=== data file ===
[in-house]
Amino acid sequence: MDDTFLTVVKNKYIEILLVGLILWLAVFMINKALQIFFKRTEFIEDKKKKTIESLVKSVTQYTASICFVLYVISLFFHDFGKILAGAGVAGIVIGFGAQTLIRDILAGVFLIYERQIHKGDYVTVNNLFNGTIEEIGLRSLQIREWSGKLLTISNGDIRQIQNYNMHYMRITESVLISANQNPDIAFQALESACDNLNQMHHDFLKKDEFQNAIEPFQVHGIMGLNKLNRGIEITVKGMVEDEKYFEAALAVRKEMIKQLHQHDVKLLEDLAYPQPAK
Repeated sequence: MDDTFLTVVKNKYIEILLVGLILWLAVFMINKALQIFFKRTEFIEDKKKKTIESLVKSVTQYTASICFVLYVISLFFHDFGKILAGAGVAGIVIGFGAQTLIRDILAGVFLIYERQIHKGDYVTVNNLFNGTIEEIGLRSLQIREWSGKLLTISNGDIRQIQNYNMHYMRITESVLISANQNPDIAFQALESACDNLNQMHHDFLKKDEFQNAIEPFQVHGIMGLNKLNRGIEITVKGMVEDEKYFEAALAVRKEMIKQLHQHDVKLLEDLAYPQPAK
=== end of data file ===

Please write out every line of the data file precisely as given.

[in-house]
Amino acid sequence: MDDTFLTVVKNKYIEILLVGLILWLAVFMINKALQIFFKRTEFIEDKKKKTIESLVKSVTQYTASICFVLYVISLFFHDFGKILAGAGVAGIVIGFGAQTLIRDILAGVFLIYERQIHKGDYVTVNNLFNGTIEEIGLRSLQIREWSGKLLTISNGDIRQIQNYNMHYMRITESVLISANQNPDIAFQALESACDNLNQMHHDFLKKDEFQNAIEPFQVHGIMGLNKLNRGIEITVKGMVEDEKYFEAALAVRKEMIKQLHQHDVKLLEDLAYPQPAK
Repeated sequence: MDDTFLTVVKNKYIEILLVGLILWLAVFMINKALQIFFKRTEFIEDKKKKTIESLVKSVTQYTASICFVLYVISLFFHDFGKILAGAGVAGIVIGFGAQTLIRDILAGVFLIYERQIHKGDYVTVNNLFNGTIEEIGLRSLQIREWSGKLLTISNGDIRQIQNYNMHYMRITESVLISANQNPDIAFQALESACDNLNQMHHDFLKKDEFQNAIEPFQVHGIMGLNKLNRGIEITVKGMVEDEKYFEAALAVRKEMIKQLHQHDVKLLEDLAYPQPAK